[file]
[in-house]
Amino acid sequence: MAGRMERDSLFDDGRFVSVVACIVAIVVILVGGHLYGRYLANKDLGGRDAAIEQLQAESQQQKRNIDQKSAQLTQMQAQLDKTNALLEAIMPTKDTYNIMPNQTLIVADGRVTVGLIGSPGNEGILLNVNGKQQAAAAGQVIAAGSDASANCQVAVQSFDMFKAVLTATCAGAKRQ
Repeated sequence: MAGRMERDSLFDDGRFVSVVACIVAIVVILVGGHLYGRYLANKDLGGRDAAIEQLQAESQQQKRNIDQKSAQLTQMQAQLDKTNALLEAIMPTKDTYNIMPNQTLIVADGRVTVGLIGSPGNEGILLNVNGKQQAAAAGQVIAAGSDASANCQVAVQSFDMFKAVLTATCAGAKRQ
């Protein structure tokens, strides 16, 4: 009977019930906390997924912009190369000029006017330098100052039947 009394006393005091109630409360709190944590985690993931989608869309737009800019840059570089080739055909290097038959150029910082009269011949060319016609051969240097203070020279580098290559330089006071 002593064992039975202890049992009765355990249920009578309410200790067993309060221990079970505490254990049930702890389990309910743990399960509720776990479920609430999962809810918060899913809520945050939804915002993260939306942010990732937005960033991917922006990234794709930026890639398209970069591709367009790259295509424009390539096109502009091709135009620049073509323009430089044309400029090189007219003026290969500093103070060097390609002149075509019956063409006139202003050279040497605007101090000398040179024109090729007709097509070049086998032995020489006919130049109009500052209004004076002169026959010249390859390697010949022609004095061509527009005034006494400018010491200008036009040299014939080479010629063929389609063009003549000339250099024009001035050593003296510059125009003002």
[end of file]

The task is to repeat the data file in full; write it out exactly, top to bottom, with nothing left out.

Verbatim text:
[in-house]
Amino acid sequence: MAGRMERDSLFDDGRFVSVVACIVAIVVILVGGHLYGRYLANKDLGGRDAAIEQLQAESQQQKRNIDQKSAQLTQMQAQLDKTNALLEAIMPTKDTYNIMPNQTLIVADGRVTVGLIGSPGNEGILLNVNGKQQAAAAGQVIAAGSDASANCQVAVQSFDMFKAVLTATCAGAKRQ
Repeated sequence: MAGRMERDSLFDDGRFVSVVACIVAIVVILVGGHLYGRYLANKDLGGRDAAIEQLQAESQQQKRNIDQKSAQLTQMQAQLDKTNALLEAIMPTKDTYNIMPNQTLIVADGRVTVGLIGSPGNEGILLNVNGKQQAAAAGQVIAAGSDASANCQVAVQSFDMFKAVLTATCAGAKRQ
């Protein structure tokens, strides 16, 4: 009977019930906390997924912009190369000029006017330098100052039947 009394006393005091109630409360709190944590985690993931989608869309737009800019840059570089080739055909290097038959150029910082009269011949060319016609051969240097203070020279580098290559330089006071 002593064992039975202890049992009765355990249920009578309410200790067993309060221990079970505490254990049930702890389990309910743990399960509720776990479920609430999962809810918060899913809520945050939804915002993260939306942010990732937005960033991917922006990234794709930026890639398209970069591709367009790259295509424009390539096109502009091709135009620049073509323009430089044309400029090189007219003026290969500093103070060097390609002149075509019956063409006139202003050279040497605007101090000398040179024109090729007709097509070049086998032995020489006919130049109009500052209004004076002169026959010249390859390697010949022609004095061509527009005034006494400018010491200008036009040299014939080479010629063929389609063009003549000339250099024009001035050593003296510059125009003002």